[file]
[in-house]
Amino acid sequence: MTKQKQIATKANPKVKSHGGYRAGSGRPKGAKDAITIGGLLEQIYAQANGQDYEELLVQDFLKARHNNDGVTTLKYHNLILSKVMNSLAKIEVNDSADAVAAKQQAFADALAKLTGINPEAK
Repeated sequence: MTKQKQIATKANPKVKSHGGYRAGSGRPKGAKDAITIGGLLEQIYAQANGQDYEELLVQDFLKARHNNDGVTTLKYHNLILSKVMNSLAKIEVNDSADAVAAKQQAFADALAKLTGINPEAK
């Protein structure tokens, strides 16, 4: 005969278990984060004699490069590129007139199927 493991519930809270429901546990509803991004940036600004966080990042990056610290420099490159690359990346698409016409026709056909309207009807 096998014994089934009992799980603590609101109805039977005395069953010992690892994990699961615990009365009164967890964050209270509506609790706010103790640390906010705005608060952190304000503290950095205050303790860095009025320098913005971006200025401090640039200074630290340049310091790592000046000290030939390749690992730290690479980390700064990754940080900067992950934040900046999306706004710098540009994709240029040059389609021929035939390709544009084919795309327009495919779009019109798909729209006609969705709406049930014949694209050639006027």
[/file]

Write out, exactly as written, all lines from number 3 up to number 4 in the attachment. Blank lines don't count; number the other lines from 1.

Repeated sequence: MTKQKQIATKANPKVKSHGGYRAGSGRPKGAKDAITIGGLLEQIYAQANGQDYEELLVQDFLKARHNNDGVTTLKYHNLILSKVMNSLAKIEVNDSADAVAAKQQAFADALAKLTGINPEAK
């Protein structure tokens, strides 16, 4: 005969278990984060004699490069590129007139199927 493991519930809270429901546990509803991004940036600004966080990042990056610290420099490159690359990346698409016409026709056909309207009807 096998014994089934009992799980603590609101109805039977005395069953010992690892994990699961615990009365009164967890964050209270509506609790706010103790640390906010705005608060952190304000503290950095205050303790860095009025320098913005971006200025401090640039200074630290340049310091790592000046000290030939390749690992730290690479980390700064990754940080900067992950934040900046999306706004710098540009994709240029040059389609021929035939390709544009084919795309327009495919779009019109798909729209006609969705709406049930014949694209050639006027």